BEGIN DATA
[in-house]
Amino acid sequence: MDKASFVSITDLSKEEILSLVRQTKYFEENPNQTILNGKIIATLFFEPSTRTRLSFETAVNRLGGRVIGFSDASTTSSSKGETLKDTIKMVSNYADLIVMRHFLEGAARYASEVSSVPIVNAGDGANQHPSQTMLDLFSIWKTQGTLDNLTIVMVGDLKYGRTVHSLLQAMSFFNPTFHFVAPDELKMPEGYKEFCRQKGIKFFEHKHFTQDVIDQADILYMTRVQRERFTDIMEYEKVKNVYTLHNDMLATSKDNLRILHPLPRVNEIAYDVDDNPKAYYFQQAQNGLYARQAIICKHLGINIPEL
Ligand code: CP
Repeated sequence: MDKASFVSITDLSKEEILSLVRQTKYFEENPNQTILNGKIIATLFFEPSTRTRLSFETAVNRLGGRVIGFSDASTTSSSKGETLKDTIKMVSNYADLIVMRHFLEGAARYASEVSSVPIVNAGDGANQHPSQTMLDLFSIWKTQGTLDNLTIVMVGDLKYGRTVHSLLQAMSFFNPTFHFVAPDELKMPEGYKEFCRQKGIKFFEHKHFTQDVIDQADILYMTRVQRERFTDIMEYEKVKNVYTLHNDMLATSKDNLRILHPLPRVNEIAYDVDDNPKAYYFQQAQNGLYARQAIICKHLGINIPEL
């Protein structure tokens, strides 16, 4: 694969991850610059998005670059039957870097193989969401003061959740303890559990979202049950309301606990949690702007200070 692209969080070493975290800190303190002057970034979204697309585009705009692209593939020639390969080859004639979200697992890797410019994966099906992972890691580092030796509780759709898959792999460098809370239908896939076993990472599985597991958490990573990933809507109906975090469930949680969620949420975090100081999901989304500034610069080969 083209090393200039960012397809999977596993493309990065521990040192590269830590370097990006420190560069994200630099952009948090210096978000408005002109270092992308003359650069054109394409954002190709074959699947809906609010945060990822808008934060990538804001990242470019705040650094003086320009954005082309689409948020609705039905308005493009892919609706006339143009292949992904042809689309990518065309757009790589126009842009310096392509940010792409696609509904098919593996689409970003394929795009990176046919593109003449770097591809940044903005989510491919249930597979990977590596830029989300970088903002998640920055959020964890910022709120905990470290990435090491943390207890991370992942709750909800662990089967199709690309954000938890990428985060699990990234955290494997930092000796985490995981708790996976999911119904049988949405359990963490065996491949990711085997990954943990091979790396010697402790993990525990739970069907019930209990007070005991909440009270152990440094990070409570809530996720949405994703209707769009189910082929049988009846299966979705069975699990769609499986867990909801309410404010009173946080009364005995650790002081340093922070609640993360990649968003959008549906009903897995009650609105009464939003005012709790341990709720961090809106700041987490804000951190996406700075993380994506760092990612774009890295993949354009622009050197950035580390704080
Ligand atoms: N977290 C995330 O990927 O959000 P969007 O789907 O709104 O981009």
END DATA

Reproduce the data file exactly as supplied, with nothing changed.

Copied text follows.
[in-house]
Amino acid sequence: MDKASFVSITDLSKEEILSLVRQTKYFEENPNQTILNGKIIATLFFEPSTRTRLSFETAVNRLGGRVIGFSDASTTSSSKGETLKDTIKMVSNYADLIVMRHFLEGAARYASEVSSVPIVNAGDGANQHPSQTMLDLFSIWKTQGTLDNLTIVMVGDLKYGRTVHSLLQAMSFFNPTFHFVAPDELKMPEGYKEFCRQKGIKFFEHKHFTQDVIDQADILYMTRVQRERFTDIMEYEKVKNVYTLHNDMLATSKDNLRILHPLPRVNEIAYDVDDNPKAYYFQQAQNGLYARQAIICKHLGINIPEL
Ligand code: CP
Repeated sequence: MDKASFVSITDLSKEEILSLVRQTKYFEENPNQTILNGKIIATLFFEPSTRTRLSFETAVNRLGGRVIGFSDASTTSSSKGETLKDTIKMVSNYADLIVMRHFLEGAARYASEVSSVPIVNAGDGANQHPSQTMLDLFSIWKTQGTLDNLTIVMVGDLKYGRTVHSLLQAMSFFNPTFHFVAPDELKMPEGYKEFCRQKGIKFFEHKHFTQDVIDQADILYMTRVQRERFTDIMEYEKVKNVYTLHNDMLATSKDNLRILHPLPRVNEIAYDVDDNPKAYYFQQAQNGLYARQAIICKHLGINIPEL
């Protein structure tokens, strides 16, 4: 694969991850610059998005670059039957870097193989969401003061959740303890559990979202049950309301606990949690702007200070 692209969080070493975290800190303190002057970034979204697309585009705009692209593939020639390969080859004639979200697992890797410019994966099906992972890691580092030796509780759709898959792999460098809370239908896939076993990472599985597991958490990573990933809507109906975090469930949680969620949420975090100081999901989304500034610069080969 083209090393200039960012397809999977596993493309990065521990040192590269830590370097990006420190560069994200630099952009948090210096978000408005002109270092992308003359650069054109394409954002190709074959699947809906609010945060990822808008934060990538804001990242470019705040650094003086320009954005082309689409948020609705039905308005493009892919609706006339143009292949992904042809689309990518065309757009790589126009842009310096392509940010792409696609509904098919593996689409970003394929795009990176046919593109003449770097591809940044903005989510491919249930597979990977590596830029989300970088903002998640920055959020964890910022709120905990470290990435090491943390207890991370992942709750909800662990089967199709690309954000938890990428985060699990990234955290494997930092000796985490995981708790996976999911119904049988949405359990963490065996491949990711085997990954943990091979790396010697402790993990525990739970069907019930209990007070005991909440009270152990440094990070409570809530996720949405994703209707769009189910082929049988009846299966979705069975699990769609499986867990909801309410404010009173946080009364005995650790002081340093922070609640993360990649968003959008549906009903897995009650609105009464939003005012709790341990709720961090809106700041987490804000951190996406700075993380994506760092990612774009890295993949354009622009050197950035580390704080
Ligand atoms: N977290 C995330 O990927 O959000 P969007 O789907 O709104 O981009």